Syrian Children Enduring Siege Conditions, Save the Children Warns As One Millionth Child Refugee Is Announced
Children trapped amid fighting in Syria are being killed, maimed, and denied access to food and medicine as the number
of child refugees fleeing the civil war tops one million, Save the Children said today.
The aid agency has spoken to families trapped by some of the worst violence yet seen in the two-and-a-half year
conflict. They tell of a desperate struggle to survive, living under bombardment, the threat of violence and ever
dwindling supplies as the war chokes Syrian cities.
Outside Syria, the number of refugees forced to abandon their homes and livelihoods and settle in neighbouring countries
has exploded in 2013, and has seen a tenfold increase since the same day in 2012.
Save the Children regional director for the Middle East Roger Hearn said: “It is appalling that the world has stood and
watched as one million children have been forced from their country, terrified, traumatised and in some cases orphaned.
“This is not a crisis we can sit out; it is not going away. The refugee disaster the war in Syria has created is getting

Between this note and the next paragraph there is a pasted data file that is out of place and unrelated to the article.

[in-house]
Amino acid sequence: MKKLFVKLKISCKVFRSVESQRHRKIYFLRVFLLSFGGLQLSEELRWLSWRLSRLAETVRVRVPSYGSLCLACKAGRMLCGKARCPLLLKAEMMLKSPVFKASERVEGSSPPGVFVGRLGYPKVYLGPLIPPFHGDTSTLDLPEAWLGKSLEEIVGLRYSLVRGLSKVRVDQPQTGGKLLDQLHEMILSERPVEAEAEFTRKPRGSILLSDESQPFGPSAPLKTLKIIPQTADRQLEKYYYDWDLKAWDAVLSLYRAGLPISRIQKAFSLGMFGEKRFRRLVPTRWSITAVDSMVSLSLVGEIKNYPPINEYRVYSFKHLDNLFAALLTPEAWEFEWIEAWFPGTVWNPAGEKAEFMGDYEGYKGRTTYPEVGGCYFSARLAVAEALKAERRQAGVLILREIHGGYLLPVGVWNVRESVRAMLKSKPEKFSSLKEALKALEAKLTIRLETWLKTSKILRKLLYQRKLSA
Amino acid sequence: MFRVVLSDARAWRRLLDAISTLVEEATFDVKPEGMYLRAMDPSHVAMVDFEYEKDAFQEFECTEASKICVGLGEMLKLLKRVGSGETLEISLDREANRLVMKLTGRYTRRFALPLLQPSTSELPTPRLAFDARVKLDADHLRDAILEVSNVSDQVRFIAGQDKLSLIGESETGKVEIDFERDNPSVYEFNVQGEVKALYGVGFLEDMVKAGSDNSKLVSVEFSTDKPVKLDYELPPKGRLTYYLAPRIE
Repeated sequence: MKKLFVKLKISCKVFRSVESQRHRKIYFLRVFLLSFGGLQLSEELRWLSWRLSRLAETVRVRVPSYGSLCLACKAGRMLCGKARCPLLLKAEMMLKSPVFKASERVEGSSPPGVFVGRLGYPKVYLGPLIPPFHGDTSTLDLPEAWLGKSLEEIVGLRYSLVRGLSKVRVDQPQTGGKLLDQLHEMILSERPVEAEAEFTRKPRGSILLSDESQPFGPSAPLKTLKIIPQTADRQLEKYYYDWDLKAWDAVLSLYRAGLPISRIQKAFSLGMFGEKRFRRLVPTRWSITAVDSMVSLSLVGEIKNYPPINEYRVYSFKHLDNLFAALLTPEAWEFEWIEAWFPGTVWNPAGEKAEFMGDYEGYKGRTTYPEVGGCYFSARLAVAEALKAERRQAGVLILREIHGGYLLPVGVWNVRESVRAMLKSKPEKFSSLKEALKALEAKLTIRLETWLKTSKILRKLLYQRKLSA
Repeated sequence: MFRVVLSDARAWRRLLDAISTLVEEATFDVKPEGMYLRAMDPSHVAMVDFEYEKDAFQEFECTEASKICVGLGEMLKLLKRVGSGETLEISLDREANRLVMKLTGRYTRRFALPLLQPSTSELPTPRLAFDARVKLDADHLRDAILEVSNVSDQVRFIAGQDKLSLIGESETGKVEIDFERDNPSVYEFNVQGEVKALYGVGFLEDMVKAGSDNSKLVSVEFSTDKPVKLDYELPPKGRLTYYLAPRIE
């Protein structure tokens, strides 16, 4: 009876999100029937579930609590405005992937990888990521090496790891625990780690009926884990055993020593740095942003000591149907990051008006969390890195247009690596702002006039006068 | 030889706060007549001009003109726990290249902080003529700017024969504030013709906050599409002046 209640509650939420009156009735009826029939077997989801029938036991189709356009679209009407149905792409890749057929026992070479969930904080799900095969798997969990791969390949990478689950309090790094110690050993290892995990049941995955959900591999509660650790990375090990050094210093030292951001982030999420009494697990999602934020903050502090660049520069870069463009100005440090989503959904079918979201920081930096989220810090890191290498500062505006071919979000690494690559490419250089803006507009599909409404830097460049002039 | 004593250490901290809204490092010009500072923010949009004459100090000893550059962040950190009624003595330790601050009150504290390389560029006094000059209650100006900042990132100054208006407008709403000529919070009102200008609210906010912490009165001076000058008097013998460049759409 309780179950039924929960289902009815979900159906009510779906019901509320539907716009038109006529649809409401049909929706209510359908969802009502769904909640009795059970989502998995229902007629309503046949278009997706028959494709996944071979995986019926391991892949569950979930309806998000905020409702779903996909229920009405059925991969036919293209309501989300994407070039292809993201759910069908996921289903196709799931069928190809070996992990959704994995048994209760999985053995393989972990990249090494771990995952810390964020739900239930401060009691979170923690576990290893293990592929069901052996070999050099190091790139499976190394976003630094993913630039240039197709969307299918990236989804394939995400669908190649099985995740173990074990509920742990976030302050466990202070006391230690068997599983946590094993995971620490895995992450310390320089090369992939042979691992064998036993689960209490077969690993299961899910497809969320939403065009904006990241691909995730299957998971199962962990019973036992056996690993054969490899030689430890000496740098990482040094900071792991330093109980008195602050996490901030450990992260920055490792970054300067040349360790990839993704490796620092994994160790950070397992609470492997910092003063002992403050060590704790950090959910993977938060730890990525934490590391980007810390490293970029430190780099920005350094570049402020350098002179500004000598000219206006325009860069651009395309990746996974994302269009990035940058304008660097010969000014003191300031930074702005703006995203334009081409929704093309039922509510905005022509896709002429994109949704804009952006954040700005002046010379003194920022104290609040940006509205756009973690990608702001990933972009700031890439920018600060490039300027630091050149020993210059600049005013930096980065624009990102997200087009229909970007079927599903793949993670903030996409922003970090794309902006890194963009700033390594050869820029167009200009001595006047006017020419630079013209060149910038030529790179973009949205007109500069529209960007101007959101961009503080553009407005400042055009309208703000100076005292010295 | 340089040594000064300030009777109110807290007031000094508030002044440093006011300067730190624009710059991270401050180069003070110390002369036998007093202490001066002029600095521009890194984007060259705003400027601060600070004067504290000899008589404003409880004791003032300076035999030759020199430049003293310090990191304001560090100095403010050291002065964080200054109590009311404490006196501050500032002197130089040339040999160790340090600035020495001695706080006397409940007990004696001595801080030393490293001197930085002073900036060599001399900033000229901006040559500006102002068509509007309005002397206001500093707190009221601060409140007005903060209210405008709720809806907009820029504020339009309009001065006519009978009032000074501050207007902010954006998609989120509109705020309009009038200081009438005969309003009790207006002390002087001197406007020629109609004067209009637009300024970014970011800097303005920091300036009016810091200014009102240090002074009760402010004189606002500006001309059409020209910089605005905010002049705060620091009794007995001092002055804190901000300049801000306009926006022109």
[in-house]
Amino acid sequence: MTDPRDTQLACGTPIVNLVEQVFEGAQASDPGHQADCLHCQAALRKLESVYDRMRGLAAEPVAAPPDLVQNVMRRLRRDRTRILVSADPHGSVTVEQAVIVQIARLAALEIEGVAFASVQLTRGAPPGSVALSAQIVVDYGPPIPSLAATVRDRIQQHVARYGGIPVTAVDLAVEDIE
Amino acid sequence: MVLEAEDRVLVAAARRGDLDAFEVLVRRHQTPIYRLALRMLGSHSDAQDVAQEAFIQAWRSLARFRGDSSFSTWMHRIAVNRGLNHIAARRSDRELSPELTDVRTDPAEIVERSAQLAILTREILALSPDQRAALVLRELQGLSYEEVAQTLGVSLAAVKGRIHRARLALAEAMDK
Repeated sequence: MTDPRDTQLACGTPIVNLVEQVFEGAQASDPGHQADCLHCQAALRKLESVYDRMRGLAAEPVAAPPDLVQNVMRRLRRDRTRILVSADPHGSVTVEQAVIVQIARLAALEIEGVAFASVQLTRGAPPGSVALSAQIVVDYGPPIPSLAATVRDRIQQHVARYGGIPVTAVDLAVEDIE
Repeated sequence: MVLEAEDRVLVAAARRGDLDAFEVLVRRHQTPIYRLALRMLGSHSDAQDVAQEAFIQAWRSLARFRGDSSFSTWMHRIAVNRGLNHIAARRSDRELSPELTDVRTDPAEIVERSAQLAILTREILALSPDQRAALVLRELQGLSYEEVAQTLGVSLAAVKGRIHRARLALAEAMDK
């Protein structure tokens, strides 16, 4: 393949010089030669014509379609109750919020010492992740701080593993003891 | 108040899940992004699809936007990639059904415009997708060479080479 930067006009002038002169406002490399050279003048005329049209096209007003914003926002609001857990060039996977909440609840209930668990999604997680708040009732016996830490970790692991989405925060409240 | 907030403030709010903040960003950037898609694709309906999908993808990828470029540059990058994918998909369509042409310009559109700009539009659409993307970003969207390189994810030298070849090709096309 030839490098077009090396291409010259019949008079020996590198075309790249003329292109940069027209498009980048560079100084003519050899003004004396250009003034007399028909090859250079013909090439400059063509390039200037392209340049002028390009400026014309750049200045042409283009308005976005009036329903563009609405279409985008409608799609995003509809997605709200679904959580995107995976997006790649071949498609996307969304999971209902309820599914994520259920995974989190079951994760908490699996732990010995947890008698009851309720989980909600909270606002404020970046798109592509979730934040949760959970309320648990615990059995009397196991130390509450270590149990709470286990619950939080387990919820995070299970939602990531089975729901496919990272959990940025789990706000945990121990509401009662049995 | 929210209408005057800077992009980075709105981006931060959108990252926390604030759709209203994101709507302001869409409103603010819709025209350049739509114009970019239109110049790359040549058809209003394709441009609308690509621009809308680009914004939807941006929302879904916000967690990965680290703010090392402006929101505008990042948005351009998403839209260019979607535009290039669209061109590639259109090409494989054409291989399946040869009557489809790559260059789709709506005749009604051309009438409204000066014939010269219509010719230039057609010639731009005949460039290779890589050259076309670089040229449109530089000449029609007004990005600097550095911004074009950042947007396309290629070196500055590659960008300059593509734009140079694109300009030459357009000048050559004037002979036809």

far worse, far faster than the world can cope with. It is now critically important world leaders secure humanitarian
access across Syria.
“At least 7,000 children are dead and one million have been exiled as a result of this war. How many more grim
milestones must the world witness before these horrors can be ended?”
Countries with large refugee populations are struggling to cope with the influx and close to two thirds of funding
pledged to help countries deal with the refugee crisis has yet to materialise. In the last week alone, close to 30,000
refugees have fled Syria for northern Iraq.
More than half of all refugees affected by the war are children and they remain the most vulnerable group even after
their families have escaped the imminent threat of death inside Syria.
The United Nations estimates more than 7,000 children have been killed in the war so far – a number likely to be far
higher as most of Syria’s dead are registered without their age.
Without immediate humanitarian access to Syria, Save the Children is gravely concerned the numbers of child refugees
will continue to rise as conditions worsen.